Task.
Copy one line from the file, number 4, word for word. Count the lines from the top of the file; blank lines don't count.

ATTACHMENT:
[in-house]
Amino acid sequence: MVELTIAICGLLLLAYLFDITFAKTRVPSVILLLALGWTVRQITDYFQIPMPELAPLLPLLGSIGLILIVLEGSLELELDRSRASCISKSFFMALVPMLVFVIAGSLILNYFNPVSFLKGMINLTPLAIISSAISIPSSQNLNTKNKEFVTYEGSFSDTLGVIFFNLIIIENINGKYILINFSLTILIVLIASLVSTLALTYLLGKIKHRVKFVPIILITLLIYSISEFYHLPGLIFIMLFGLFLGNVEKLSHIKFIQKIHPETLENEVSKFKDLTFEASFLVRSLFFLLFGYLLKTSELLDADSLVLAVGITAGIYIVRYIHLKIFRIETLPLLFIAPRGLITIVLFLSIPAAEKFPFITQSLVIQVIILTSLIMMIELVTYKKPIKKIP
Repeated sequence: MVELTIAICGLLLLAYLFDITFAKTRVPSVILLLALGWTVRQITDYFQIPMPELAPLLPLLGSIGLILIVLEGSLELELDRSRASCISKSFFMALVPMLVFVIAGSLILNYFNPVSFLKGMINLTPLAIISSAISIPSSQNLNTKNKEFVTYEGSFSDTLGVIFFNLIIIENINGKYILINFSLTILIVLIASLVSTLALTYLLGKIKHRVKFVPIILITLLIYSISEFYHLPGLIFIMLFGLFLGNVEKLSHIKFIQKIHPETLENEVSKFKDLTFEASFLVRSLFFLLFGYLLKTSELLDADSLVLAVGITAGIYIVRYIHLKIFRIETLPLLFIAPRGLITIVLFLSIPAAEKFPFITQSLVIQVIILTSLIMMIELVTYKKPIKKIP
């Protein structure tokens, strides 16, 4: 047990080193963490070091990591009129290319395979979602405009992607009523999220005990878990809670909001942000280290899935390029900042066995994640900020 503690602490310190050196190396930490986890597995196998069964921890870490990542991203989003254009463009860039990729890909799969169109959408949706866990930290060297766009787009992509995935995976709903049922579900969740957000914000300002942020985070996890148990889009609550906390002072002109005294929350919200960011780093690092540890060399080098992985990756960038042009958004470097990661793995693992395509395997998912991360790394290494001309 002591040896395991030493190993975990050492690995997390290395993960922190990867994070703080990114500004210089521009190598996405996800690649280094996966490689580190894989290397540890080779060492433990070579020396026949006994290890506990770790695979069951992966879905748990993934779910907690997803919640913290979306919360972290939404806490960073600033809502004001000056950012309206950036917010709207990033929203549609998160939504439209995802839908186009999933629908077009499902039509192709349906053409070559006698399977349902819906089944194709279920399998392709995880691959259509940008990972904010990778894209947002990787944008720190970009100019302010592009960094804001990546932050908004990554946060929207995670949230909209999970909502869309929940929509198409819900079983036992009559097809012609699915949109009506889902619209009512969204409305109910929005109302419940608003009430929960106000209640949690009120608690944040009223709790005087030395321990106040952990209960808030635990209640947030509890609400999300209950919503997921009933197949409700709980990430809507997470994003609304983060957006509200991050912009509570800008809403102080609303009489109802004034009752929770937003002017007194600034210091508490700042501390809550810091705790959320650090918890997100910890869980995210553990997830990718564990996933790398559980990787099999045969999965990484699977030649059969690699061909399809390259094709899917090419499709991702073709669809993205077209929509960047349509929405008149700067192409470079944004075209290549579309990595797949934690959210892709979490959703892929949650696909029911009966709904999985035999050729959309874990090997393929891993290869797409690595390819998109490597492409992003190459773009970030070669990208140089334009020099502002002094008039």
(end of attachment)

């Protein structure tokens, strides 16, 4: 047990080193963490070091990591009129290319395979979602405009992607009523999220005990878990809670909001942000280290899935390029900042066995994640900020 503690602490310190050196190396930490986890597995196998069964921890870490990542991203989003254009463009860039990729890909799969169109959408949706866990930290060297766009787009992509995935995976709903049922579900969740957000914000300002942020985070996890148990889009609550906390002072002109005294929350919200960011780093690092540890060399080098992985990756960038042009958004470097990661793995693992395509395997998912991360790394290494001309 002591040896395991030493190993975990050492690995997390290395993960922190990867994070703080990114500004210089521009190598996405996800690649280094996966490689580190894989290397540890080779060492433990070579020396026949006994290890506990770790695979069951992966879905748990993934779910907690997803919640913290979306919360972290939404806490960073600033809502004001000056950012309206950036917010709207990033929203549609998160939504439209995802839908186009999933629908077009499902039509192709349906053409070559006698399977349902819906089944194709279920399998392709995880691959259509940008990972904010990778894209947002990787944008720190970009100019302010592009960094804001990546932050908004990554946060929207995670949230909209999970909502869309929940929509198409819900079983036992009559097809012609699915949109009506889902619209009512969204409305109910929005109302419940608003009430929960106000209640949690009120608690944040009223709790005087030395321990106040952990209960808030635990209640947030509890609400999300209950919503997921009933197949409700709980990430809507997470994003609304983060957006509200991050912009509570800008809403102080609303009489109802004034009752929770937003002017007194600034210091508490700042501390809550810091705790959320650090918890997100910890869980995210553990997830990718564990996933790398559980990787099999045969999965990484699977030649059969690699061909399809390259094709899917090419499709991702073709669809993205077209929509960047349509929405008149700067192409470079944004075209290549579309990595797949934690959210892709979490959703892929949650696909029911009966709904999985035999050729959309874990090997393929891993290869797409690595390819998109490597492409992003190459773009970030070669990208140089334009020099502002002094008039």